A Simple Life, a Childlike Faith

A Simple Life, a Childlike Faith

Standing up for God

posted by Linda G. Howard

“If it be so, our God whom we serve is able to deliver us from the furnace of blazing fire; and He will deliver us out of your hand, O king.  But even if He does not, let it be known to you, O king, that we are not going to serve your gods or worship the golden image that you have set up” (Daniel 3:17-18).

I can only imagine the heart pumping horror of being caught in the situation that three young men found themselves as vividly described in the book of Daniel in the Bible.  They had probably been raised as royalty in their home country of Judea.  Carried away into captivity, the men had faced the king’s servants as underdogs and prisoners.  Yet, they had won the approval of their captors and had been given positions of honor and responsibility in the kingdom of Babylon.

Then the unthinkable happened.  The king erected some kind of super-skinny statue that the entire kingdom was to worship and bow before. Up to this point, the young men had been allowed to worship their God with impunity.  But this was a day of decision and their decision was to neither hide nor bow to worship.

We know the end of the story of Shadrach, Meshach and Abedngo.  They were thrown into a fiery furnace which had been stoked to an unbelievably high temperature.  However, the Lord joined them in the fire and their lives were spared.

These men would not compromise even when it meant that they would die.  They were willing to be killed while taking a stand for God. In Egypt today, men and women have been massacred because they chose to stand up for God, knowing but putting aside the risk.

I’m impressed by these young Jewish men who stood up to one of the most powerful kingdoms ever known to men.  Even more impressive is that they didn’t do a lot of talking.  They were willing to merely stand.

They were standing up when they could have been bowing.

French Coptic Christians protest persecution of Christians in Egypt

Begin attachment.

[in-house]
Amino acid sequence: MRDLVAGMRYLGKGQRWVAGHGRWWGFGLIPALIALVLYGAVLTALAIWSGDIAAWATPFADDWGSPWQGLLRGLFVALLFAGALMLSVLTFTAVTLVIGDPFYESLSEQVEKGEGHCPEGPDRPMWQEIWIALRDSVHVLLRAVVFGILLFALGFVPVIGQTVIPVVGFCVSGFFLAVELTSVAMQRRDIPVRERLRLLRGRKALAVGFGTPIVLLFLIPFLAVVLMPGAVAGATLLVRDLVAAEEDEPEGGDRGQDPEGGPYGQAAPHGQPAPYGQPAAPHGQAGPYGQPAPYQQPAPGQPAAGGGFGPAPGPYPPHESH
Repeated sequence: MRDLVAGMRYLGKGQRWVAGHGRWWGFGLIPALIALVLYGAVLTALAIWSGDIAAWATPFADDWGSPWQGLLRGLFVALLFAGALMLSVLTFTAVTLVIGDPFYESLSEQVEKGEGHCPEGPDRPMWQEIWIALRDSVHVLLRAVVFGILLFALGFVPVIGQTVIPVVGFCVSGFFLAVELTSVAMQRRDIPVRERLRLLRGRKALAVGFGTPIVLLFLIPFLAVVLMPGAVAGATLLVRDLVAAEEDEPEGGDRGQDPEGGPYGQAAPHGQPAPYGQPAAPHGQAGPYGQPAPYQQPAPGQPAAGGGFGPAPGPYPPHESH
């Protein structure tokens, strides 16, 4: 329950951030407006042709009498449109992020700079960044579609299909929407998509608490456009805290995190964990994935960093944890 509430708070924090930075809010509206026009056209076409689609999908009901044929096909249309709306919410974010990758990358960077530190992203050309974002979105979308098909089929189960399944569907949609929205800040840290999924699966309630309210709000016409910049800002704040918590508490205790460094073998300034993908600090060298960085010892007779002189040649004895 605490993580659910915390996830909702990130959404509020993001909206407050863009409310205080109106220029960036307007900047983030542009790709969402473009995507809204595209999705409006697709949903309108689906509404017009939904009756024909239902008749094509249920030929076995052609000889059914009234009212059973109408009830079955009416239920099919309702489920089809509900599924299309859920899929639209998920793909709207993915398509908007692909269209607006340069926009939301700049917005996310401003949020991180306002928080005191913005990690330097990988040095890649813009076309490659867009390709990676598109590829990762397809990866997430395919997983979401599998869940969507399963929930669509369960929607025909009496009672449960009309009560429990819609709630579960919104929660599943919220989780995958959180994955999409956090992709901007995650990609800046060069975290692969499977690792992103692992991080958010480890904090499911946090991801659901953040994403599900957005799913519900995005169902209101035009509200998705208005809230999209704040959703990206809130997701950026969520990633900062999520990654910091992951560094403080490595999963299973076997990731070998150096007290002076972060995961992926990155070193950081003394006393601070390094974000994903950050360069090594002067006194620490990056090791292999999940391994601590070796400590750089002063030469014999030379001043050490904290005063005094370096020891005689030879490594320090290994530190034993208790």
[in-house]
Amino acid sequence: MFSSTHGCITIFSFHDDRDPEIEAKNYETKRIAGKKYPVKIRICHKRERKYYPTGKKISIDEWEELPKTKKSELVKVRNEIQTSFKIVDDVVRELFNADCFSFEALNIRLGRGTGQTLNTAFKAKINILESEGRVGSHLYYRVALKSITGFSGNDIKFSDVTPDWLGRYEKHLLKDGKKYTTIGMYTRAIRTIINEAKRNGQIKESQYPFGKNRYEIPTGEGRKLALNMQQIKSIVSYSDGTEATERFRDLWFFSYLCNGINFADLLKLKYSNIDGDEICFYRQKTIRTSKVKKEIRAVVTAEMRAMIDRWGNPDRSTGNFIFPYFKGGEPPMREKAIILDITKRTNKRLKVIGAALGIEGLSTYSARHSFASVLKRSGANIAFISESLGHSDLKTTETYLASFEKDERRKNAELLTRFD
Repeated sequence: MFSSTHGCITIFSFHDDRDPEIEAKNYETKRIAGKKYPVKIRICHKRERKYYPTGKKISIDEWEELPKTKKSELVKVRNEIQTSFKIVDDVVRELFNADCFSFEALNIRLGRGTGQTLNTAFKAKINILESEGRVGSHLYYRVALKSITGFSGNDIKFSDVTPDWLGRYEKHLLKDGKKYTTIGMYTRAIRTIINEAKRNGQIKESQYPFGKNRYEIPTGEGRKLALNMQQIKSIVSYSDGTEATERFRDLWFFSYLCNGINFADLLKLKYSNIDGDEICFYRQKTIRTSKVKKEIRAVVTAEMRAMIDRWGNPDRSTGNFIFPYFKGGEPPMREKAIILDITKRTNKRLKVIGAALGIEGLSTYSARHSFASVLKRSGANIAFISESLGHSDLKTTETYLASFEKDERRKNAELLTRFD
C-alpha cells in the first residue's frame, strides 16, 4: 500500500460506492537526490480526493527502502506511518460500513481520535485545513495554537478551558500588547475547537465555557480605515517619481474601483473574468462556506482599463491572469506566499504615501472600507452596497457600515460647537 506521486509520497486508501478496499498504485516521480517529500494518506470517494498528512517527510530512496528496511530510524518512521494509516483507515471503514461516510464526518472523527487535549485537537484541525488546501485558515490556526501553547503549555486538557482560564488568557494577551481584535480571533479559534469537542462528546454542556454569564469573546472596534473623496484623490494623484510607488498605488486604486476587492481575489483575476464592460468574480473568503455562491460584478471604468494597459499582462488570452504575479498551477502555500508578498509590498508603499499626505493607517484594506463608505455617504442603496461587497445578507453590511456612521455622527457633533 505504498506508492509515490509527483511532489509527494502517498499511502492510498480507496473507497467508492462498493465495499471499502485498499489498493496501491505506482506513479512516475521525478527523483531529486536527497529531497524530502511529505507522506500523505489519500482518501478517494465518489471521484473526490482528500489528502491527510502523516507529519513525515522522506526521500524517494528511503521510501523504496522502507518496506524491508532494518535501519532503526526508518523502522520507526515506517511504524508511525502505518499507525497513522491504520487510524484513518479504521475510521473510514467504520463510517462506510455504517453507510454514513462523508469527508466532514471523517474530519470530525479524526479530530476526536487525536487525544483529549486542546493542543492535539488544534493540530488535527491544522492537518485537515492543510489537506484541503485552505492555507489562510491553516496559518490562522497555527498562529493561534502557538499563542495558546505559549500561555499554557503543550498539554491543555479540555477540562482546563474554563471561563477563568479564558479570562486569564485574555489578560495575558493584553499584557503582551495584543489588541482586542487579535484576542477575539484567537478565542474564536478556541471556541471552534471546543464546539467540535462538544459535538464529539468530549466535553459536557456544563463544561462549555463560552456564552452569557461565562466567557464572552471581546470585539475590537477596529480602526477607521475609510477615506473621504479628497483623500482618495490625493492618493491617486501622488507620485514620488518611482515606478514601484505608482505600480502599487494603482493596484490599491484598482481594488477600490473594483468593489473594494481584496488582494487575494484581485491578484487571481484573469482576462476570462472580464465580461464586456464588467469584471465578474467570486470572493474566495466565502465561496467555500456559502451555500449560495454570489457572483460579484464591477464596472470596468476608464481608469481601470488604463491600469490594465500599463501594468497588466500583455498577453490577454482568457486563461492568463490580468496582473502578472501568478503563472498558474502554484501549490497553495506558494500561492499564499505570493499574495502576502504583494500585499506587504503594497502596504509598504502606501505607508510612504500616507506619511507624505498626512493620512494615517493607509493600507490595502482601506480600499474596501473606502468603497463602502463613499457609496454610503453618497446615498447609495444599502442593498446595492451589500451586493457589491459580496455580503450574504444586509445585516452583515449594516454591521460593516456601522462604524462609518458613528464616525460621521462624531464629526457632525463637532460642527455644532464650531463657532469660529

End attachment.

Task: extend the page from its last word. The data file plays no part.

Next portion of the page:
As the Chinese Christians and the Coptic Christians in Egypt have found, there will be a time for each of us to stand for God. Is there a way to measure the strength these modern-day martyrs exhibit as they move through the streets of Egypt, knowing what their fate will be?  Yet they are willing to give their lives for their faith.

How will we stand for the Lord?  Will there be a time that we must go on the defensive, exposing our lives to the fate of men who desire to destroy our faith?  It may not happen in our lifetime; but each day we must make decisions to stand for the Lord.  Here are three simple actions that each of us can take daily that will impact the lives of others, as we stand for our faith.

First, we don‘t have to say anything, simply refuse to join in the sin that surrounds us each day.  Is it gossip or cutting corners at work?  Perhaps it’s deliberately speeding or running red lights.  The Internet has become an escape for many people, ignoring values for a cheap momentary thrill.  I can refuse to join.  Simple but powerful.

Second, I can be firm when people ask me about my relationship with the Lord.  Without slipping and sliding, I can tell people  the truths I’ve learned from the scriptures revealing how to live for Christ.

The third thing is perhaps the most powerful.  I can tell others the truth about what God has done for me.  In clear but a simple way, what the Lord has done for me is the most dynamic word I can speak.  No one can take from me or distract from my personal testimony describing what Jesus has done for me and what Christ means to me.

I can’t imagine the horror of the three men as they stepped into that furnace of fire.  However, I also cannot imagine the strength that God gave to them to stand up for him no matter what happened.  As I pray for the persecuted Christians around the world, I’m praying that God will give them the strength of Shadrach, Meshach and Adednego.  I’m praying that there will be angels that will surround them protecting them and loving them through the struggles.

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